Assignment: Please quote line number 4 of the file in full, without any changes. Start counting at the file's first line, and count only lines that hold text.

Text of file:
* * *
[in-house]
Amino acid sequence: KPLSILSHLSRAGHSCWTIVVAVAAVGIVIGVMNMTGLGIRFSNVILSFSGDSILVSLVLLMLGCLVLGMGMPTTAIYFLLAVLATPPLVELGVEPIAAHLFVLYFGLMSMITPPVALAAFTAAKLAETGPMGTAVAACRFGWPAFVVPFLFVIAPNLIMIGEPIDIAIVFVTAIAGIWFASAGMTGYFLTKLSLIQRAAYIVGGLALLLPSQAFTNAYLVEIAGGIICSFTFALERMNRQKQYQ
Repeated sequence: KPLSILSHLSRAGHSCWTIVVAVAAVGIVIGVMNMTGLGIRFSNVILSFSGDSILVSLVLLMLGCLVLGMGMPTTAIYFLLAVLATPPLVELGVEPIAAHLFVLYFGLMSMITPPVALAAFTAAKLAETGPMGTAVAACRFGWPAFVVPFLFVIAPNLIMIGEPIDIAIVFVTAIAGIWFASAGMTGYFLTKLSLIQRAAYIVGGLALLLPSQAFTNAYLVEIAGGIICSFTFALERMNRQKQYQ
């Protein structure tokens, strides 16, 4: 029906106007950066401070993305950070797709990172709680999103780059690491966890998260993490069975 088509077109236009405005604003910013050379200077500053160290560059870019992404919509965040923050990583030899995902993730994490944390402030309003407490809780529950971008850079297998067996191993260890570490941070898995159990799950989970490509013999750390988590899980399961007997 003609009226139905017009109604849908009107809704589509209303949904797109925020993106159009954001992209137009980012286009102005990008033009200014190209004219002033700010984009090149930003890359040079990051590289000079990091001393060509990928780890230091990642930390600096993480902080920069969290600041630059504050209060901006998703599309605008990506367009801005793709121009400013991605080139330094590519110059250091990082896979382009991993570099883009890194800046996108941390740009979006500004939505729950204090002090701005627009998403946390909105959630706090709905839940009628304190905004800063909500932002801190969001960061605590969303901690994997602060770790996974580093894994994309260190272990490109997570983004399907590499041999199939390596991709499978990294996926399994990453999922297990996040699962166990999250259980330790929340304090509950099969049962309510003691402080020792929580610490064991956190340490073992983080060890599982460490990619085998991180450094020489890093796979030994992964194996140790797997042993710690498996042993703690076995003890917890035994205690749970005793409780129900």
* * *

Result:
């Protein structure tokens, strides 16, 4: 029906106007950066401070993305950070797709990172709680999103780059690491966890998260993490069975 088509077109236009405005604003910013050379200077500053160290560059870019992404919509965040923050990583030899995902993730994490944390402030309003407490809780529950971008850079297998067996191993260890570490941070898995159990799950989970490509013999750390988590899980399961007997 003609009226139905017009109604849908009107809704589509209303949904797109925020993106159009954001992209137009980012286009102005990008033009200014190209004219002033700010984009090149930003890359040079990051590289000079990091001393060509990928780890230091990642930390600096993480902080920069969290600041630059504050209060901006998703599309605008990506367009801005793709121009400013991605080139330094590519110059250091990082896979382009991993570099883009890194800046996108941390740009979006500004939505729950204090002090701005627009998403946390909105959630706090709905839940009628304190905004800063909500932002801190969001960061605590969303901690994997602060770790996974580093894994994309260190272990490109997570983004399907590499041999199939390596991709499978990294996926399994990453999922297990996040699962166990999250259980330790929340304090509950099969049962309510003691402080020792929580610490064991956190340490073992983080060890599982460490990619085998991180450094020489890093796979030994992964194996140790797997042993710690498996042993703690076995003890917890035994205690749970005793409780129900």